Department of Oral Health Sciences, Catholic University, Leuven, Belgium
Prof. Antoon De Laat is responsible for the Clinic for Temporomandibular Disorders and for teaching oral physiology and pathophysiology at the Department of Oral Health Sciences of the Catholic University Leuven, Belgium. He deals with temporomandibular disorders and orofacial pain on a full-time basis. His scientific work led to over 200 papers and abstracts. He lectured all over Europe, North and South-America, the Middle and Far East. Prof. De Laat was Associate Editor of the Journal of Orofacial Pain, the European Journal of Oral Sciences and the European Journal of Pain. He is Past-President of the IADR/Neuroscience group, the European Academy of Craniomandibular Disorders, the Belgian Pain Society, and founding Chair of the Special Interest Group on Orofacial Pain of the International Association for the Study of Pain (IASP), where he also served on the Council and as chair of the Research Committee. He is Curator of the Society of Oral Physiology and President of the Leuven Dental Alumni Society. His research interests are trigeminal neurophysiology, jaw reflexes, orofacial pain and quantitative sensory testing. In 2009, he received a Doctorate h.c. at the Aalborg University, Denmark. From 2011 to 2018, he was Chairman of the Dental Department of the Univ. Hospitals KULeuven.
Title 1: From Toothache to Orofacial Pain – What Did We (Have to) Learn?
Abstract 1: While during the previous century the dentist was more focused on acute pain and its intra-oral causes, the scope of our field widened over the past decades, also including more chronic pains. Consequently, the role of dentistry in the differential diagnosis of chronic orofacial pain became more important. This development paralleled the impressive progress made in the field of understanding pain in general, and the important role that dental scientists and clinicians had in this evolution. One example: from a more biomechanical thinking regarding the etiology of temporomandibular disorders, a more in-depth knowledge of the neurophysiology of the masticatory system and of the implementation of the biopsychosocial model of pain deemed necessary.
The present lecture will provide an overview of this period and the consequences it had for our profession. Indeed, along with the expanding scope of our field came the responsibility to strengthen our knowledge on pain physiology and on medical topics in general. Similarly, teachers should realize that if the future of dentistry will shift away from the technical precision and handicraft into more medical management of our patients, also our teaching and curricula need to modernize. In this way, and based upon the important realizations of our profession interacting with other medical specialists, a continuous improvement can be provided in the way we manage and treat our patients.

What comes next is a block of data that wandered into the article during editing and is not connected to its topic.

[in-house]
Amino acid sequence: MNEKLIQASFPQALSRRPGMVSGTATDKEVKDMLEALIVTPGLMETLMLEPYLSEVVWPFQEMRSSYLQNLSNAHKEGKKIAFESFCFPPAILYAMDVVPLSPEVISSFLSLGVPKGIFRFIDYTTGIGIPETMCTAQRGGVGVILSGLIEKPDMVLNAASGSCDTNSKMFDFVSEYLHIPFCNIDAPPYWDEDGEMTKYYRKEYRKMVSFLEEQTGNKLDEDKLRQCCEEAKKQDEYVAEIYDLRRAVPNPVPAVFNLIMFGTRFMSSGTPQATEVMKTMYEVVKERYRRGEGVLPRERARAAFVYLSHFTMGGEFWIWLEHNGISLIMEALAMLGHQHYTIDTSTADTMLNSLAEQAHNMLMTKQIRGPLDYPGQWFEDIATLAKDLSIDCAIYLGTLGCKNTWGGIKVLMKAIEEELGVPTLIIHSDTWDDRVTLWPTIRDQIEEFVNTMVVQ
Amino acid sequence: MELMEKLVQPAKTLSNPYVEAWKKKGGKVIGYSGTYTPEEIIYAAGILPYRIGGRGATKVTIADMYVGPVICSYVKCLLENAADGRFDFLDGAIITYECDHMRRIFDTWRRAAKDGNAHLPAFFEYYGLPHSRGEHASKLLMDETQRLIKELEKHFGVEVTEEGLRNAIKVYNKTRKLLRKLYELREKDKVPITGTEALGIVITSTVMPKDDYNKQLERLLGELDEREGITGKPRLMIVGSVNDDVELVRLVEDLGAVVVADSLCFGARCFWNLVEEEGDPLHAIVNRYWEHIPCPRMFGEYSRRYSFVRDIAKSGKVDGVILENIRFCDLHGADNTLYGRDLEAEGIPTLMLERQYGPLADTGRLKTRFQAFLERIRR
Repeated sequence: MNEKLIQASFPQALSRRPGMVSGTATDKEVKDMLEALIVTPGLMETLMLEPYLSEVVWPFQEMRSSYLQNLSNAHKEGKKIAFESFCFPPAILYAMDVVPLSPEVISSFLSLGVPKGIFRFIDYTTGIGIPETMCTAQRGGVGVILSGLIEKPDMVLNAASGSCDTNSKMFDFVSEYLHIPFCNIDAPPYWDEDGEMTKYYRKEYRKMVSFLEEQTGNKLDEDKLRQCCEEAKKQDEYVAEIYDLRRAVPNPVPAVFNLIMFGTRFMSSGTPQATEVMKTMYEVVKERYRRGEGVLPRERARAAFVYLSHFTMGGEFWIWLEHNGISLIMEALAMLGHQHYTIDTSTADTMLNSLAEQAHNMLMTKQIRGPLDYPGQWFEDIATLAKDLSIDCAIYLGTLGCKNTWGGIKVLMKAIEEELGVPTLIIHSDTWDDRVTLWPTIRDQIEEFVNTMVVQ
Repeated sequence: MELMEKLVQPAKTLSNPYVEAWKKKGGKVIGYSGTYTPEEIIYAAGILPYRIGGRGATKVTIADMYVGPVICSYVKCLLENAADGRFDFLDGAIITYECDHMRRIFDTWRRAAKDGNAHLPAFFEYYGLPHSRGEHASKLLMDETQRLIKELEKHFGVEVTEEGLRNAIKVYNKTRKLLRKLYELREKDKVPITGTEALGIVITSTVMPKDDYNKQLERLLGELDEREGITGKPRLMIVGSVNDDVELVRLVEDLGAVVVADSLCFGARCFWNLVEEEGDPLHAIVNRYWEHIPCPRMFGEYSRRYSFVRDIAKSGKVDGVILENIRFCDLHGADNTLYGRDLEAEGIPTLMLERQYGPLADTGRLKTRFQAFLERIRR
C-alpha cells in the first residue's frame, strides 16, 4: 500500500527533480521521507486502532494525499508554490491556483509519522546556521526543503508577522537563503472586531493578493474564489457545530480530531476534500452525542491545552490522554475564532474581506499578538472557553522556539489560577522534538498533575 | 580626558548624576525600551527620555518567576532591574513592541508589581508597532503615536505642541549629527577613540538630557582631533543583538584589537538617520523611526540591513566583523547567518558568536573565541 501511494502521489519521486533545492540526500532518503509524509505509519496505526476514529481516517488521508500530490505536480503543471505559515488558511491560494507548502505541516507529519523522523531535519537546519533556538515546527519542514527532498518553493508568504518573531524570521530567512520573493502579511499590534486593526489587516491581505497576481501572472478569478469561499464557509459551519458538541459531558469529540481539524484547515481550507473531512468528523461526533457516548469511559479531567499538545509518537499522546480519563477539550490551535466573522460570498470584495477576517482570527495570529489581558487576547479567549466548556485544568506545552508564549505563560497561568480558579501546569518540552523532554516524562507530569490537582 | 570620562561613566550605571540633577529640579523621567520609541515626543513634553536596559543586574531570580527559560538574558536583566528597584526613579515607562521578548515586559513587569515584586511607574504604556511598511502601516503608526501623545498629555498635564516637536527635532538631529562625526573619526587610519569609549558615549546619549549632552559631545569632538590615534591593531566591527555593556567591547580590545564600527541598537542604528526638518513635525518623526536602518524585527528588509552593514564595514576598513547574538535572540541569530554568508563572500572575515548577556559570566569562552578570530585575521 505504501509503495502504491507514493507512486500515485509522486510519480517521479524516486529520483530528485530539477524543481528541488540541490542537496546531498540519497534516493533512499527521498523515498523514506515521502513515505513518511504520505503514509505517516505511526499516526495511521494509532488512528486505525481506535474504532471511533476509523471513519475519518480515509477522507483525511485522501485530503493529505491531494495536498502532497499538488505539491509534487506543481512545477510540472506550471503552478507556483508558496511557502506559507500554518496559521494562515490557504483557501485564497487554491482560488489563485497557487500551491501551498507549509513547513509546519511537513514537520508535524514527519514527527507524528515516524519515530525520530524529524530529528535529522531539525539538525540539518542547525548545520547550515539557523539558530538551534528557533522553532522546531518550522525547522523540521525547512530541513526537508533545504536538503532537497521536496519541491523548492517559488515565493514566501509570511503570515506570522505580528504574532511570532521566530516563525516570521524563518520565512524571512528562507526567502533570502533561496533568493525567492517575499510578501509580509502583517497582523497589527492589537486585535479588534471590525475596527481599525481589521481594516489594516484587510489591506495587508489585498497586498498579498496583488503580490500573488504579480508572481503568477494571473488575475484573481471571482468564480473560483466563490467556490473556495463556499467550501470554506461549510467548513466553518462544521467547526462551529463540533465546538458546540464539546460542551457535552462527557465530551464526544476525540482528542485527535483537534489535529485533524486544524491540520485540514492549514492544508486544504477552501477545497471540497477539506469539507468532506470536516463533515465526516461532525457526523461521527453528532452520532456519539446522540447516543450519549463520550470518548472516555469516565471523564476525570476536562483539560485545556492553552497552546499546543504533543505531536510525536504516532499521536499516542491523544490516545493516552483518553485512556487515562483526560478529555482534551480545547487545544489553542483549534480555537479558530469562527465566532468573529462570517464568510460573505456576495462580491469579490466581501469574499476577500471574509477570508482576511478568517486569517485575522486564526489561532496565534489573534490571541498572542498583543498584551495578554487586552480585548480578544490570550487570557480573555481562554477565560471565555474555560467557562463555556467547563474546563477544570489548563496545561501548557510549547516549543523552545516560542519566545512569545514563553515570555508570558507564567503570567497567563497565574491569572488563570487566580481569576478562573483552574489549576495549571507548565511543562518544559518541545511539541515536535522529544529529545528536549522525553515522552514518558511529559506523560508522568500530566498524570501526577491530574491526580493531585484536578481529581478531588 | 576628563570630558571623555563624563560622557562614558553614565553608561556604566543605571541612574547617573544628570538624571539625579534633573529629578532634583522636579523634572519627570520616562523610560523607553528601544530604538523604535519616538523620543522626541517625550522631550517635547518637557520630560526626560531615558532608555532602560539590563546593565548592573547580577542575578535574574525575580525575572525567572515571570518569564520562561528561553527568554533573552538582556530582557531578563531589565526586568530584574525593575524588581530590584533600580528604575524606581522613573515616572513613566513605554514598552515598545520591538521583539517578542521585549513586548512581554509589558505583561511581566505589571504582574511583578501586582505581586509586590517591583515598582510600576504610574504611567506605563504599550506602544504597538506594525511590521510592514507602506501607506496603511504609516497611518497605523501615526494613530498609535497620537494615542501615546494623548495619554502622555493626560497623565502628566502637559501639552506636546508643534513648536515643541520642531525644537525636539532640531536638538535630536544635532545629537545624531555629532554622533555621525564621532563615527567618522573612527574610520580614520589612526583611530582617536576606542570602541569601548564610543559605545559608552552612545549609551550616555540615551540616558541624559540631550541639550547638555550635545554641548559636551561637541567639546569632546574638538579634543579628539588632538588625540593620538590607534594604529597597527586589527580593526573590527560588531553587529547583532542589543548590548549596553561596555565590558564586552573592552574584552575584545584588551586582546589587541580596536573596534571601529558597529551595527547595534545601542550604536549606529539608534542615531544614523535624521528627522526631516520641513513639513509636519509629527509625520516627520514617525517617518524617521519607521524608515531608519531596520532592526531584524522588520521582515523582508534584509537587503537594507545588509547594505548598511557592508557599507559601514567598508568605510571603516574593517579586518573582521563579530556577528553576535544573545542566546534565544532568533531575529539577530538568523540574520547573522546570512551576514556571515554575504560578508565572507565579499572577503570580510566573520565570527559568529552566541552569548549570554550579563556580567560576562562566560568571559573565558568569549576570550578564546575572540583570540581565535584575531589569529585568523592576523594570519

Title 2: Typical and Atypical Facial Pain
Abstract 2: Traditionally, dentists were highly trained for the diagnosis and management of acute pain and its intraoral causes. However, several kinds of pain in and around the oral cavity can interfere with a clear diagnosis of dental or periodontal pain. Consequently, dentists should be trained in differentially diagnosing pain that may mimic dental pain, or occur in the same region.
As a typical example, temporomandibular disorders with their myogenous or arthrogenous pain, are considered the responsibility of the dentist. Happily, over the last decades an impressive progress has been made in formulating Research and Clinical Criteria for a reliable diagnosis of musculoskeletal pain of the masticatory system, as well as its evidence-based management. Sometimes muscle and joint pain of the jaw system constitute part of a more generalized musculoskeletal condition that needs to be managed in cooperation with other disciplines.
Another important differential diagnosis with toothache and dental pain, is the group of neuralgia’s and neuropathic pain syndromes. Here patients may present first to the dentist and it is crucial to orientate them correctly from the start. Regarding trigeminal neuropathic pains, new developments have necessitated more focused intention: e.g. the underlying pathophysiology of glossodynia/burning mouth syndrome tends to be neuropathic. In addition, potentially as a result of increased alveolar implant-surgery, post-traumatic trigeminal neuropathy presents more frequently and these difficult chronic pains need an appropriate approach.
The current presentation will try to bring an update on some aspects of the abovementioned topics.